After pipping firstroundrace winner Ken Smith (Lola T332) in qualifying in the morning Ross got the jump on Smith and series returnee Andrew Higgins (Lola T400) in the weekend's first MSC series race and was never headed,setting the fastest race lap on his way to crossing the finish line aftereight scintillating laps just undera half a second ahead of Smith and just over five seconds in front of Higgins with first NZ Festival round fast man Clark Proctor (March 73A-1) fourth, and the first of the visiting contingent of British drivers, Greg Thornton (McRae GM1), fifth.

Ross twice finished second to Smith at the first NZ Festival round at Hampton Downs last weekend and made no secret of his disappointmentboth in not qualifying better - he ended up third behindProctor andSmith - and having to play second fiddle to Smith in the races.

This time there was no holding the Dunedin man and after the race a frown had been replaced with a wide smile.

"Yes," he grinned,"there was a bit of a point to prove after last weekend. This time though wehad a really good qualifying session this and we did enough to stay in front in the race. It's always good to beat Kenny of course, particularly on his home turf!'

Smith, the 71-year-old veteran now back behind the wheel of the Lola T332 he co-owns with crew members Barry Miller and Phil Richardson, was able to bridge the gap when the pair caught the tail-enders of the 27-strong field but the flag came out before he could get within striking distance.

Smith was not exactly disappointed with second place though, reckoning that in Sunday's longer feature he will have a better chance.

"Steve had the same sort of pace last weekend, it's just that this time he got off the line better. He's got some wicked straight line speed but I think my car is working better than his and over 15 laps I think I could hunt him down."

And Proctor?

After beating both Ross and Smith to pole position at the first NZ Festival meeting last weekend the popular Auckland all-rounder experimented with a new nosecone this weekend, and reaped the reward or paid the price, depending on your perspective.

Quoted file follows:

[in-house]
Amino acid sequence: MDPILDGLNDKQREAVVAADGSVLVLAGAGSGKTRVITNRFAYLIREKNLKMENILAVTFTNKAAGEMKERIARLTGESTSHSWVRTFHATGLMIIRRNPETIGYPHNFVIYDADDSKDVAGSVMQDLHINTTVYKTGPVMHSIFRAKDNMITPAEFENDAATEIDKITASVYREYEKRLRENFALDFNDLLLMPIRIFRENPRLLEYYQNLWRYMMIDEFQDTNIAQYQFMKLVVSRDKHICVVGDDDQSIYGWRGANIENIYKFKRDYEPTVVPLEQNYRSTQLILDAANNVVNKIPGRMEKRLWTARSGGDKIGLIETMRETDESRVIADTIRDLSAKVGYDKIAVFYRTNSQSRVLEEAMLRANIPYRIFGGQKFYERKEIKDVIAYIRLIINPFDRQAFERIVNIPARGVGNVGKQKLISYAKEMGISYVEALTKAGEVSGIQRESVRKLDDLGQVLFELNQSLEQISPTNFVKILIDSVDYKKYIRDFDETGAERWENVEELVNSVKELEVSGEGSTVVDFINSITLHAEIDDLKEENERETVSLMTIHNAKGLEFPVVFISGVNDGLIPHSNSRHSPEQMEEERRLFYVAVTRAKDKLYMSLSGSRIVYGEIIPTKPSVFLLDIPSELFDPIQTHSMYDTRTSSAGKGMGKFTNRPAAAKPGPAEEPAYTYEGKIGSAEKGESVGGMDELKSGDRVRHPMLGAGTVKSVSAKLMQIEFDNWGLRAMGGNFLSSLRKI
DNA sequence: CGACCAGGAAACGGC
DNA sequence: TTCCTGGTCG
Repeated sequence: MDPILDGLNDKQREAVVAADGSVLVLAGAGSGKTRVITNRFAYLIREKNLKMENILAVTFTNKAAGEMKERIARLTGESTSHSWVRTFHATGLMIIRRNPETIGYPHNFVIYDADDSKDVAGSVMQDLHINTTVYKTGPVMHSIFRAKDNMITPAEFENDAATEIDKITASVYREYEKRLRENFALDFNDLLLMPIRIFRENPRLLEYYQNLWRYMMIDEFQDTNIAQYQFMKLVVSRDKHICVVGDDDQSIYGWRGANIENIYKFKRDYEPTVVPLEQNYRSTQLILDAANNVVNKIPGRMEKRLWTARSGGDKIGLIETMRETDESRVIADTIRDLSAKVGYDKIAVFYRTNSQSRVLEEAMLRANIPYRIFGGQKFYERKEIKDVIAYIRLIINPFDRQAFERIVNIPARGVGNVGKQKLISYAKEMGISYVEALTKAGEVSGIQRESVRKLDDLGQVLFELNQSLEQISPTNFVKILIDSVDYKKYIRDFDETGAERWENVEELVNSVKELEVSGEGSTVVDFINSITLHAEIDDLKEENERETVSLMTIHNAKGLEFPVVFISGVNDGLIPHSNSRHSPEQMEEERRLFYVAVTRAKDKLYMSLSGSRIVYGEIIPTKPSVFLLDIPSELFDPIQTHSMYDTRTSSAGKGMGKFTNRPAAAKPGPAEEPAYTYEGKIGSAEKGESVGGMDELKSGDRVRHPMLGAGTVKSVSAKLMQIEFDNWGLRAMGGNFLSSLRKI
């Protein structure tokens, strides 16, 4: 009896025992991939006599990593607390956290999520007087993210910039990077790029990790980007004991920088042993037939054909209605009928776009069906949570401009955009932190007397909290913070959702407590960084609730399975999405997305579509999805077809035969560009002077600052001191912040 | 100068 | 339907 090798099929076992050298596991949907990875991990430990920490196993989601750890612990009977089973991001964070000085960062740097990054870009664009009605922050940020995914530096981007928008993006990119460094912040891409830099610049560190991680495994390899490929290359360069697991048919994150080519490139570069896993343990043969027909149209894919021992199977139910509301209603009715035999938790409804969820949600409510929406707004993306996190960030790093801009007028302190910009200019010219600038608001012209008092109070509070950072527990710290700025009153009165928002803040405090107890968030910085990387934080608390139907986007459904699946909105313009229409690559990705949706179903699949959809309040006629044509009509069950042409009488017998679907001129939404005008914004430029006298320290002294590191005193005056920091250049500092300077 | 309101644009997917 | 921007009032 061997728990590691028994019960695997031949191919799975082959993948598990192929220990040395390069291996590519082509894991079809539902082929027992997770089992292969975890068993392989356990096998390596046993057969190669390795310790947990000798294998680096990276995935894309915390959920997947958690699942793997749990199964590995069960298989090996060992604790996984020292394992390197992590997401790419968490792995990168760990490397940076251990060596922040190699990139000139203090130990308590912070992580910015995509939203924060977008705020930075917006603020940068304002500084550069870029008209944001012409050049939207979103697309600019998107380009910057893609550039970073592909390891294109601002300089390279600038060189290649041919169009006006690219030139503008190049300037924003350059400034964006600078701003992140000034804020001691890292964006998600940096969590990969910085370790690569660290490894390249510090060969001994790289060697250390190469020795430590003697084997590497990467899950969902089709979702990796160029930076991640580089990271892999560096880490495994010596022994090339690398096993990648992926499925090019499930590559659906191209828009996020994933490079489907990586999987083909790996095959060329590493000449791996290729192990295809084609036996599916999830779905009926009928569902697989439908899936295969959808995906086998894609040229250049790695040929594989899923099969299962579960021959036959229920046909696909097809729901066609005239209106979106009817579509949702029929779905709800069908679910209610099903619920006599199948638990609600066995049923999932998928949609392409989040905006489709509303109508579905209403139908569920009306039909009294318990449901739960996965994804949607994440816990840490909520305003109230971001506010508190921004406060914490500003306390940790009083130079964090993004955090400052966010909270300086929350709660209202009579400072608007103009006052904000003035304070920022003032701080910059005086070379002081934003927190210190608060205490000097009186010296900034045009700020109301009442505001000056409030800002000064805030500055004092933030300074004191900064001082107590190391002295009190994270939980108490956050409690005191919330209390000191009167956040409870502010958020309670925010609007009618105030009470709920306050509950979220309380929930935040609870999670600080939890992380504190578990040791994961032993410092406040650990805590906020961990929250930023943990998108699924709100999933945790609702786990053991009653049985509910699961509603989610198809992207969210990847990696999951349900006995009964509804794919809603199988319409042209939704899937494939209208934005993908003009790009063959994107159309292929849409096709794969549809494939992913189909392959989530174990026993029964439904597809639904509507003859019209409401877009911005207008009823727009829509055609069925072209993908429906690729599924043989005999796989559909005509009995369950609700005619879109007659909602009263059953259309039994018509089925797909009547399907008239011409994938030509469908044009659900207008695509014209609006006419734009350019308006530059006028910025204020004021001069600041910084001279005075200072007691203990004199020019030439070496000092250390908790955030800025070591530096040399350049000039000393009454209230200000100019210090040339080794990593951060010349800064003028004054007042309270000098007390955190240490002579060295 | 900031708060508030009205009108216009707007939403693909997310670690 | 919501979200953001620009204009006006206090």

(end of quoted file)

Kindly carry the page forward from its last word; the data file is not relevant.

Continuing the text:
"As ateam wedecided this weekend touse the meeting as a test weekend to try and learn a bit more about our car. So we fitteda new Formula 1 nose cone that came with the car. Like everyone this weekend we've been struggling withfront end grip and weknew it was a big call but we put it on for qualifying, changed springs and a few other things and sure enough we picked up a huge amountof front grip. The problem was that we lost rear grip and the car was so unstable I couldn't use full throttle."

That meant Proctor lined up in fifth place on the grid. An aggressive start saw him make up two places on the first lap, but entering the second he ran wide exiting the first turn and promptly lost those places back, but he persevered and made one back to cross the finish line in fourth place.

Behind Ross, Smith and Higgins, Proctor spent the race working his way back past Greg Thornton (McRae GM1) and Mark Dwyer (Lola T400) while Melbourne's Paul Zazryn (Lola T332) found himself following the high-wing Class A Lola T140 of category young gun Alan Dunkley.

Dunkley went even quicker in qualifying at this weekend's meeting and forced his way through to seventh on the first lap. Early on he easily led Zazryn who in turn had an advantage over Brett Willis (Lola T330), andAustralian Aaron Lewis (Matich A50) but towards the end of the race Zazryn found a way past Dunkley to cross the line in seventh position.

An early casualty was British visitor Michael Whatley (Lola T300) who pitted when he lost oil pressure. Local class stalwart Poul Christie (McLaren M10B) also pulled into the pits, but in his case it was because of his concerns with the low grip levels off the racing line on a couple of corners resealed overnight after the track surface broke up on Friday.

Making history for the second weekend in a row, meanwhile, were Talon drivers David Banks and Aaron Burson. Only five Talons weremade and at the moment only two are in race-ready condition - and those two are being raced at Hampton Downs this weekend.

"It's amazing isn't it," said Banks who finished 16th in today's race." It's probably been 30 years since there have been two Talons on the same track at the same time."

Finally, enjoying a better run this weekend was American veteran Eric Haga. Last weekend the 72-year-old F5000 series original struggled with fuel and handling issues and didn't finish a race. This weekend he qualified in 25rd place and ran a strong race to finish 23th.

"It was a clogged pressure relief valve in fuel injection system," explained Haga. "But everything is fine now."

The MSC F5000 Tasman Cup Revival Series is organised and run with the support of sponsors MSC, NZ Express Transport, Bonney's Specialized Bulk Transport, Mobil Lubricants, Pacifica, Avon Tyres and Exide. It continues with two more races tomorrow.